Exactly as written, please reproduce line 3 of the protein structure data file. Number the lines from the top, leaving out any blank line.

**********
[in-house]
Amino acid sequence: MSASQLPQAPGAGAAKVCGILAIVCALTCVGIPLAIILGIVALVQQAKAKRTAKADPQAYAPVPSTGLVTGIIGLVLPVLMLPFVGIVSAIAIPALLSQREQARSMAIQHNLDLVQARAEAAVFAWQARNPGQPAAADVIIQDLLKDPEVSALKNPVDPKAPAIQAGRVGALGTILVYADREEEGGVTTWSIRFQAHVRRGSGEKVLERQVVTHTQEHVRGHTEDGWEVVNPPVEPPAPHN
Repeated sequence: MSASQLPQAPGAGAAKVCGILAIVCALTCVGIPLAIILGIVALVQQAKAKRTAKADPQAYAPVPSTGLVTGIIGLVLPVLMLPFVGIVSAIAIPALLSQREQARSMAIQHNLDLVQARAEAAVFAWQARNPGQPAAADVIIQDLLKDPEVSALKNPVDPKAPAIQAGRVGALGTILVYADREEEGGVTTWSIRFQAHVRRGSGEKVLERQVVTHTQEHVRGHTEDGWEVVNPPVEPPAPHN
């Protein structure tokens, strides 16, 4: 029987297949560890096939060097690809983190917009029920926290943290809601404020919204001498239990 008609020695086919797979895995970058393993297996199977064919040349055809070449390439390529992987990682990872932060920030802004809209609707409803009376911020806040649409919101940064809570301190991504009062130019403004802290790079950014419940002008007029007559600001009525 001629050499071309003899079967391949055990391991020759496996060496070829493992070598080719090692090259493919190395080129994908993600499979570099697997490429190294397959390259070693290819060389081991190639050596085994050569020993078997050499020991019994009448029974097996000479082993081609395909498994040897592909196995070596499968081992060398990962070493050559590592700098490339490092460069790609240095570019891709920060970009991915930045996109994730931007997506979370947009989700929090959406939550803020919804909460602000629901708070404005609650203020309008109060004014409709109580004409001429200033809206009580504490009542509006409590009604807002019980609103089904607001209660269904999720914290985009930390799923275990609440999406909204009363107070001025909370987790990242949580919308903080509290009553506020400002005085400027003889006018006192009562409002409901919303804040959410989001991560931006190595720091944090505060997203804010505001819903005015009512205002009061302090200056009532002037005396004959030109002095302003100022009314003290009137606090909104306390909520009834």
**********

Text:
Repeated sequence: MSASQLPQAPGAGAAKVCGILAIVCALTCVGIPLAIILGIVALVQQAKAKRTAKADPQAYAPVPSTGLVTGIIGLVLPVLMLPFVGIVSAIAIPALLSQREQARSMAIQHNLDLVQARAEAAVFAWQARNPGQPAAADVIIQDLLKDPEVSALKNPVDPKAPAIQAGRVGALGTILVYADREEEGGVTTWSIRFQAHVRRGSGEKVLERQVVTHTQEHVRGHTEDGWEVVNPPVEPPAPHN